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California Juvenile Parolees Entitled to Two-Step Revocation Process; Case Settles

California Juvenile Parolees Entitled to Two-Step Revocation Process; Case Settles

by John E. Dannenberg

The U.S. District Court for the Eastern District of California has held that the rights of California juvenile parolees were violated by the single-hearing revocation process used by the Juvenile Parole Board (JPB). Nevertheless, the court declined to require the initial revocation hearing to be held within ten days as it did for adult parole violators in Valdivia v. Davis, 206 F.Supp.2d 1068 (E.D. Cal. 2002). [See: PLN, Jan. 2003, p.16].

In Sept. 2006, L.H. and three other juveniles filed a class action complaint under 42 U.S.C. § 1983 and the Americans with Disabilities Act, 42 U.S.C. §§ 12101-12213, claiming that the JPB’s policies and practices denied them due process of law in the parole revocation process. Among other issues, they claimed that the JPB’s policy of not providing two hearings (a preliminary hearing and a revocation hearing) – and indeed, not even providing one hearing for up to 60 days – violated the seminal principles set forth by the Supreme Court in Morrissey v. Brewer, 408 U.S. 471 (1972), Gagnon v. Scarpelli, 411 U.S. 778 (1973) and Mathews v. Eldridge, 424 U.S. 319 (1976).

The JPB defended its parole revocation policies for California’s 2,300 juvenile parolees. It offered statements from two of its senior staff as to the agency’s procedures, and asked the court to take judicial notice. The court declined to do so because the two affiants had failed to demonstrate personal knowledge of the procedures, as was required to satisfy judicial notice standards. Regardless, the court accepted the parties’ representations that upon a “technical” parole violation (i.e., a rules violation rather than a new criminal act), the JPB’s regulations didn’t provide for a probable cause hearing. The JPB tried to excuse this deficiency by noting that when revocation hearings for technical violators were eventually held, 75% resulted in favorable outcomes for the parolee – e.g., to continue on parole.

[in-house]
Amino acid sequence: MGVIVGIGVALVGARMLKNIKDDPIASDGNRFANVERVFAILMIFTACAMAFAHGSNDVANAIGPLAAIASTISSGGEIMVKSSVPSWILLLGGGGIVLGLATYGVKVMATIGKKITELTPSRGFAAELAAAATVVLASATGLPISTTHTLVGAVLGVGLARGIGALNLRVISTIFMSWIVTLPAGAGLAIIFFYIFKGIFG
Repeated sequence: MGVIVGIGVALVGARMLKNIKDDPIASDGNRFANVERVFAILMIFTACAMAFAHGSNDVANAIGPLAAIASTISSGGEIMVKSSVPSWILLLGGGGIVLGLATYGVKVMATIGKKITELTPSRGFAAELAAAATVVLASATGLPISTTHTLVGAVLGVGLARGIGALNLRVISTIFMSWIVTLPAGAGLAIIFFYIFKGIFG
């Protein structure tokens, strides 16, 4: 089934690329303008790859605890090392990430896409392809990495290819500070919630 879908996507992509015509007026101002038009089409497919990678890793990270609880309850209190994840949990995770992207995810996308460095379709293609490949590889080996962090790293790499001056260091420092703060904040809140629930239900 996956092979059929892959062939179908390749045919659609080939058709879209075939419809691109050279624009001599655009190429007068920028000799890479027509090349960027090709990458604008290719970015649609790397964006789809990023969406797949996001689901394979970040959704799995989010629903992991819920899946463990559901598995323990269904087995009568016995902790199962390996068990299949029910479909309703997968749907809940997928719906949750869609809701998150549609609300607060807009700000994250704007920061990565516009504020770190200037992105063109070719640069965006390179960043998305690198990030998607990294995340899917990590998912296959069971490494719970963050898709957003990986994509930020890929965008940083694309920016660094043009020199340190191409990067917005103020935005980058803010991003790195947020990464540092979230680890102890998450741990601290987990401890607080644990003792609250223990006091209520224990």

For parolees charged with new crimes, in-custody detention pending revocation was automatic. The parolee was given a form to request a probable cause/detention hearing or to waive the hearing. If the form was not returned within five calendar days of arrest, the waiver was deemed automatic and there was no hearing whatsoever, even though the law stated one must take place within 60 days.

Both sides moved for summary judgment. The plaintiffs asked that preliminary hearings be conducted within 10 days following detention, as was required in Valdivia. The court initially noted the similarity between the issues raised in this action and those in Valdivia, and declared that case to be its baseline.

Next, the district court rejected the JPB’s attempt to limit the court’s jurisdiction based on the Prison Litigation Reform Act’s (PLRA) requirement that a prisoner’s complaint demonstrate an adverse impact on public safety or on the operation of the criminal justice system. The court held that the PLRA applies only to “civil action[s] with respect to prison conditions,” and that the instant complaint did not involve prison conditions.